93. In Bhatnagars and Company v. Union of India : 1983ECR1607D(SC) the importers resorted to malpractices leading to speculation and fluctuation in prices. The Government, therefore, canalised distribution of the goods by inviting tenders for the grant of import licences. This Court held that it was open to the Government in national interest to intervene and regulate the distribution in a suitable manner.
94. The power to regulate sale through licensed vendors to whom quotas are allotted and who are permitted to sell yarn at fixed prices has been upheld in M/s. Dwarka Prasad Laxmi Narain case (supra). But a note of possible mischief was indicated in instances where no rule or principle to guide them was stated or where no check or control by higher authority was intended. The Textile Commissioner in the present case is guided by the provisions of Clause 30 of the Order as well as by Section 3 of the Essential Commodities Act. The rules or principles for guidance are first equitable distribution, and, second availability at fair price. Prices are fixed with limited profit to traders. Further, an aggrieved person can appeal to the Central Government.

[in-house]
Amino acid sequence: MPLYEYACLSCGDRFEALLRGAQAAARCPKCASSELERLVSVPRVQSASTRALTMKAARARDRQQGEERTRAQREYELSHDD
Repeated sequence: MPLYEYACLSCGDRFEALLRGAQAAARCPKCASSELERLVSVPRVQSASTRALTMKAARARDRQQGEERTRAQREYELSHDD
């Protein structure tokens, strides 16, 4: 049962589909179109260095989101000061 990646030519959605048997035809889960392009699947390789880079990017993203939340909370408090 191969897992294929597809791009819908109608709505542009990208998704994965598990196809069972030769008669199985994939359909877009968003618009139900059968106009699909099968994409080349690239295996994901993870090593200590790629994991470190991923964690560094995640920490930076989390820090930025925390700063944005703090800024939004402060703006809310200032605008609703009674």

95. In Mannalal Jain v. State of Assam : 3SCR936 the Assam Foodgrains (Licensing and Control) Order, 1961 conferred power on the authority to have regard to Co-operative Societies in the grant of licences. This Court held that such preference did not create a monopoly. The Co-operative Societies in villages were held to be in a better position for maintaining or increasing supplies and for securing equitable distribution and availability at fair prices in accordance with village economy. The question is whether prohibition of others doing the business is reasonable under Article 19(6).
96. Canalisation orders have been upheld by this Court as reasonable within Article 19(6) of the Constitution. The recent unreported decision in M/s. Daruka and Company v. Union of India Writ Petition No. 94 of 1972 dated 31 August, 1973 referred to the earlier decisions in Glass Chaton case : 1SCR862 , Devasan of Bhimji Gobil case : 2SCR73 and upheld the distributing channels of imports and exports of different commodities and goods.